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Green Bay Press-Gazette

Monday, September 29, 2008

Paul Newman, 83, made his mark on the small screen

It's hard to imagine him as anything less than a movie star, anyone other than Butch Cassidy, Hud Bannon, "Fast Eddie" Felson or "Cool Hand" Luke Jackson.

But Paul Newman, who died at 83 from cancer this weekend, started off on the small screen before he got his big break in "Someone Up There Likes Me" (playing the role originally intended for James Dean, who died in a car accident). It's hard to separate Newman from his movie career -- almost blashemy -- but the actor's prolific career touched everything from spaghetti sauce to racing. Television was no stranger in that mix. He continued to make a presence on television, winning an Emmy for best supporting actor more recently for his role on the HBO miniseries "Empire Falls" that he both acted in and produced.

It took me a little bit of digging, but I managed to find an entire episode of "The Kaiser Aluminum Hour" (an NBC anthology show that ran in 1956-57) on YouTube that showcases a young Newman as a soldier trying to weasel his way out of the army. You can see shades of "Cool Hand Luke" in his portrayal of a conniving soldier and although it's in black and white, I promise you can almost see those baby blues that later became his trademark.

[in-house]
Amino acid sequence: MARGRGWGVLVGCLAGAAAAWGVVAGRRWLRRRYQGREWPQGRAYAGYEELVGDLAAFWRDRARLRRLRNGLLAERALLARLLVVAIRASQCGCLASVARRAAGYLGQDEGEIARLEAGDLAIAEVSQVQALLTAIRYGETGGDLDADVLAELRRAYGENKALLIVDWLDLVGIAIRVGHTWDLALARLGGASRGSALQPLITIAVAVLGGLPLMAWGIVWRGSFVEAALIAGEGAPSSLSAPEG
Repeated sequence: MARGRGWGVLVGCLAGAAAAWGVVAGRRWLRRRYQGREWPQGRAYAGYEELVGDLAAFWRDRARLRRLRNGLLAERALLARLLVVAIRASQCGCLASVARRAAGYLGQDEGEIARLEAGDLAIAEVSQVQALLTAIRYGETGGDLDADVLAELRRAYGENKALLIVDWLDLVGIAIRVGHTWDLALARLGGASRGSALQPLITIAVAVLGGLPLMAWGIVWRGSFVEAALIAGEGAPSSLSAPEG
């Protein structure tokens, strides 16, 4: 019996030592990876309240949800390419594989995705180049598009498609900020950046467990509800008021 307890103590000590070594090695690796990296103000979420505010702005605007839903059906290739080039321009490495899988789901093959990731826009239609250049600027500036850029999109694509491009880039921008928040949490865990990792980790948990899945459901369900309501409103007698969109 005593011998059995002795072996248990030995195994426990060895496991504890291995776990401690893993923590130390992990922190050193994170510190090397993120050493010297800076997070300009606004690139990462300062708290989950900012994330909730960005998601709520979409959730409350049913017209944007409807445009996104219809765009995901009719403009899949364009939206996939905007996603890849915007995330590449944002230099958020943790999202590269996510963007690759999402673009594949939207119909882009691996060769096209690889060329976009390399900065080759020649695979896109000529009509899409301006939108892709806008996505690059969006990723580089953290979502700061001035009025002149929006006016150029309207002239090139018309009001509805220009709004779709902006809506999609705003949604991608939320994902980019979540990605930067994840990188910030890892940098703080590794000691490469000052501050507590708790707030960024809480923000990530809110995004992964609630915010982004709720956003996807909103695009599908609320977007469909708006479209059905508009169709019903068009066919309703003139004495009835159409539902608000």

Here's a shorter clip from "Empire Falls" in which Newman plays a crusty, money-grabber:

I could wax poetic about the passing of a golden age of television and movies, but I don't have enough decades under my belt for that kind of nostalgic nonsense. Probably nothing I can say will add much more to what has already been written about the man as an actor, philanthropist and racing enthusiast. (Here's a nice interview with NPR from 2003 that's better than any retrospective I've read). Celebrate Newman because he wasn't just another good-looking actor (although, man, those blue eyes still make me swoon a little), but because he was a decent man and we can't have enough of those.

As for me, since I shared a birthday with Newman, I'll probably buy some more Newman's Own (all of it goes to charity), then watch him gallivant in the Old West with real-life best friend Robert Redford in "Butch Cassidy and the Sundance Kid" to say a proper good-bye.

-- Malavika Jagannathan,

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